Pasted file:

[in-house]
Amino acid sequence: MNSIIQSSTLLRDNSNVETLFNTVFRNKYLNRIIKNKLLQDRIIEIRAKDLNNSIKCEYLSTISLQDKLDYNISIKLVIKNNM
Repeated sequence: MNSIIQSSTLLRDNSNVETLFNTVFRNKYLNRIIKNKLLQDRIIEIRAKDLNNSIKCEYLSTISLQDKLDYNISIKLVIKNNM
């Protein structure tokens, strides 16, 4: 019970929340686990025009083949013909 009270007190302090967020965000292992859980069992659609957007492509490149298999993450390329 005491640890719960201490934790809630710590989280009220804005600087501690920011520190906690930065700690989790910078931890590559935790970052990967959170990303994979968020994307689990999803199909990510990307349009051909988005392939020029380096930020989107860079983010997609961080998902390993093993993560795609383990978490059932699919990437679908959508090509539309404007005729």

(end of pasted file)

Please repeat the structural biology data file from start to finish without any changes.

[in-house]
Amino acid sequence: MNSIIQSSTLLRDNSNVETLFNTVFRNKYLNRIIKNKLLQDRIIEIRAKDLNNSIKCEYLSTISLQDKLDYNISIKLVIKNNM
Repeated sequence: MNSIIQSSTLLRDNSNVETLFNTVFRNKYLNRIIKNKLLQDRIIEIRAKDLNNSIKCEYLSTISLQDKLDYNISIKLVIKNNM
């Protein structure tokens, strides 16, 4: 019970929340686990025009083949013909 009270007190302090967020965000292992859980069992659609957007492509490149298999993450390329 005491640890719960201490934790809630710590989280009220804005600087501690920011520190906690930065700690989790910078931890590559935790970052990967959170990303994979968020994307689990999803199909990510990307349009051909988005392939020029380096930020989107860079983010997609961080998902390993093993993560795609383990978490059932699919990437679908959508090509539309404007005729």